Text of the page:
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Friday La Mesa Farmers Market's won – or did it?

Council and townies praise liveliness of the village

It took one extra vote Tuesday night, July 23, to end heated public discord surrounding the La Mesa Farmers Market. The city council voted 3-2 to keep the current location in downtown on Fridays for another year. Not everyone in La Mesa was happy with this resolution, but the majority of those who came to speak at the city hall were.

Video

City Council meeting excerpts

Video by Ana Nita

Video by Ana Nita

It wasn’t until people got back home and went on social media that realized they clapped too loud. A couple of city council members, the project manager, and members of the La Mesa Village Association stayed up trying to make sense of what just happened.

People finally realized that the proposal adopted on Tuesday left out La Mesa Village Association. This group sponsored the Farmers Market for the past year after it moved from a small parking lot near city hall to downtown. The association organizes Holiday in the Village, La Mesa Oktoberfest, the Boulevard Stroll and La Mesa Classic Cars Show.

Kristine Alessio claimed that people who oppose the market’s location and time are afraid to speak up.

Local Jim Snyder wrote, “Most people spoke out in support of keeping the market on Fridays in the village. I don’t remember spending much time considering the difference between the two similar bids.”

A year ago when the Farmers Market moved to downtown La Mesa, the association hired Brian Beevers to manage the market. Even Mayor Mark Arapostathis and council members joined the chorus of audience members Tuesday night to praise Beevers’ work that transformed not just the market, but also The Village and the whole town, now as popular as Hillcrest and La Jolla.

After the vote and after midnight, Peter Soutowood, La Mesa Village Association chair and owner of Fourpenny House, wrote on the La Mesa Happenings board: “There was a deal between two city council members to maintain the market as long as the LMVA was axed.”

Vice-mayor Colin Parent and Councilman Bill Baber

Four proposals had landed on the council members’ desks. One of them included the same partners, La Mesa Village Association and Beevers’ management company. A second proposal came from Beevers alone and won the vote.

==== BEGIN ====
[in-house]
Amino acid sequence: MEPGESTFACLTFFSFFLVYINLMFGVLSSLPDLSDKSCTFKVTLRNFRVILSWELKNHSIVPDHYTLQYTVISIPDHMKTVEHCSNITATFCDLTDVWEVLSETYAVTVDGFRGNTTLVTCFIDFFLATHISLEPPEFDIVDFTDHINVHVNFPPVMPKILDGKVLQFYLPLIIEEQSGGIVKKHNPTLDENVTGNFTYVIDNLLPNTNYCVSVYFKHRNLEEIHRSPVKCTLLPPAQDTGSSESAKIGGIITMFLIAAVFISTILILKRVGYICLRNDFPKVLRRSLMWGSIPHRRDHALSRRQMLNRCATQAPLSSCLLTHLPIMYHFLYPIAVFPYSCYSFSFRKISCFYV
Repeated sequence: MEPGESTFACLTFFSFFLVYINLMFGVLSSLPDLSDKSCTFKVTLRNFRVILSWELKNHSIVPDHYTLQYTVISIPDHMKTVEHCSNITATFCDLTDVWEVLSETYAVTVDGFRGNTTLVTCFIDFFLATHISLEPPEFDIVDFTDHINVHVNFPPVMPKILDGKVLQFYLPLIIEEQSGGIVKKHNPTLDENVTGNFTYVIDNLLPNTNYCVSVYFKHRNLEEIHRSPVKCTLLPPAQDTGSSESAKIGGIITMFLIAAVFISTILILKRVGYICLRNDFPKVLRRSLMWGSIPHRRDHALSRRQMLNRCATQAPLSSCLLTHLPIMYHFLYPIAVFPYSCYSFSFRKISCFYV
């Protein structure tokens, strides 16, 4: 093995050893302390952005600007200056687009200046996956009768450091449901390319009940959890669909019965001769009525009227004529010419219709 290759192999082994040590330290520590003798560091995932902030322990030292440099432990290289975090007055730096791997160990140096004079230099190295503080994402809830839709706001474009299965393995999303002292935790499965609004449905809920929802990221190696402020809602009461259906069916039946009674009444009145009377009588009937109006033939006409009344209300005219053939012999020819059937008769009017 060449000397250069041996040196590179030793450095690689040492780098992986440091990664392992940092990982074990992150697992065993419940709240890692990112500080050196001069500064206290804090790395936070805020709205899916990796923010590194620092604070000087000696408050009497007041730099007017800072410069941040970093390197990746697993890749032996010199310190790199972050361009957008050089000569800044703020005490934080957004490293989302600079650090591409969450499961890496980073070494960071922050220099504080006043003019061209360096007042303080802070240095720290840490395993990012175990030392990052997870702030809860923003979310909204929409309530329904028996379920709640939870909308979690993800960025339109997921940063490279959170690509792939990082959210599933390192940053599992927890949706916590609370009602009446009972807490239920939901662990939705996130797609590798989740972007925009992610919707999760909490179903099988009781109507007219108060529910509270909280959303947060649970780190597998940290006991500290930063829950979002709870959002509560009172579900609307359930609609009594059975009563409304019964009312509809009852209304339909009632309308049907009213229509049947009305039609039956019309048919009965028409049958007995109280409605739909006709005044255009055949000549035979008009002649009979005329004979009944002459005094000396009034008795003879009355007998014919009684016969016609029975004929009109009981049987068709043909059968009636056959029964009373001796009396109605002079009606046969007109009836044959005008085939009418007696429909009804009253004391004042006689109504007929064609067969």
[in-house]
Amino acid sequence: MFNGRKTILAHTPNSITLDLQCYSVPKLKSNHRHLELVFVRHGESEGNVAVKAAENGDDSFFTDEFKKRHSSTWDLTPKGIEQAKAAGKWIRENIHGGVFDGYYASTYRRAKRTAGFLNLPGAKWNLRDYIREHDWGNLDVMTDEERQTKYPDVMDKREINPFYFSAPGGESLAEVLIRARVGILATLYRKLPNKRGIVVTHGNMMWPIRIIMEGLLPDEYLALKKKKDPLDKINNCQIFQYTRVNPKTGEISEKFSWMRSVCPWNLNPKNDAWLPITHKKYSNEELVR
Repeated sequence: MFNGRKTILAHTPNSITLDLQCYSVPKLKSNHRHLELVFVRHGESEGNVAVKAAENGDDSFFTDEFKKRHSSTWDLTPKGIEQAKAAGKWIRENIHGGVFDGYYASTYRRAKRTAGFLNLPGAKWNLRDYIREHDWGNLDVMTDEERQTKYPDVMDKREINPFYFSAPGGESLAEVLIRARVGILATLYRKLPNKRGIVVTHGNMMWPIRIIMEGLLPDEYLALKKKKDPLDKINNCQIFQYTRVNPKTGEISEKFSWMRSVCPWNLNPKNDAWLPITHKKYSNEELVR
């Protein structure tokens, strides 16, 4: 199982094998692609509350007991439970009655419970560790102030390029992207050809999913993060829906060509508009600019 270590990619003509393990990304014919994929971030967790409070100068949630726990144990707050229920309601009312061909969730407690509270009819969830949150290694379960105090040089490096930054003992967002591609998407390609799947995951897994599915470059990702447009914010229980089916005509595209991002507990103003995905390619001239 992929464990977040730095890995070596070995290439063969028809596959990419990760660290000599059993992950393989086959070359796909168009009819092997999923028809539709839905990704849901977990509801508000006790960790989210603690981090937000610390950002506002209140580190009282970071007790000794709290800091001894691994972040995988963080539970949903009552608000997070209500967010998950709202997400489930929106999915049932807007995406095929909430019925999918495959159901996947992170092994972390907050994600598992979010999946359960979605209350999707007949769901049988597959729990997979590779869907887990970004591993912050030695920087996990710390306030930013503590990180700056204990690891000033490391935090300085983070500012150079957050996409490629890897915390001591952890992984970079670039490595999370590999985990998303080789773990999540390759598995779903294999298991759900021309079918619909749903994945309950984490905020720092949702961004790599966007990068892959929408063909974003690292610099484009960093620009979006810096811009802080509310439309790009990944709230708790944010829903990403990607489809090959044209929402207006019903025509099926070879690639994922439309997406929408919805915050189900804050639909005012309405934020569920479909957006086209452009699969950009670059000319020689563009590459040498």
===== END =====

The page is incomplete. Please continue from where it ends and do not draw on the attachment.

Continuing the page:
Out of the five council members, it was well known ahead of time that Mayor Arapostathis and Vice-mayor Colin Parent were in favor of keeping the market at the same location, day and time. Councilmember Kristine C. Alessio voted against it last year claiming concern for the opposing local businesses and was expected to keep her vote the same. Councilmember Bill Baber counted as a predictable “no," and councilmember Akilah Weber remained neutral on the matter. Weber’s vote swayed the fate of the market on Tuesday when she voted for Beevers’ proposal that left out the association.

“The downtown village has never been as vibrant and as energetic than it is today.”

When taking turn to cast her vote, Alessio claimed that people who oppose the market’s location and time are afraid to speak up, citing threats made against businesses to be rated unfavorably on Yelp and boycotted.

Baber supported a different proposal. “My preference would be, Grossmont go on Friday because they serve all the people who cannot park in the village and have Brian go on Sunday,” he said. People booing interrupted the councilmember, while some yelled insults, prompting the mayor to mediate by reminding everyone about civility.

Weber explained her vote by praising Beevers' proposal: “I do see a compromise in this proposal, a compromise we didn’t have before.”

The audience on Tuesday, July 23

In March of last year, when the city allowed the market to move downtown, the management was given six months to prove they can make it work. The market doubled the number of vendors and had “more than four times as many attendees participating,” per Parent’s statement. Many of the local businesses were benefitting from the massive influx of people, while the association used part of the revenue to finance other popular events in town. Therefore, the city extended the permit for another six months that would have expired at the end of July.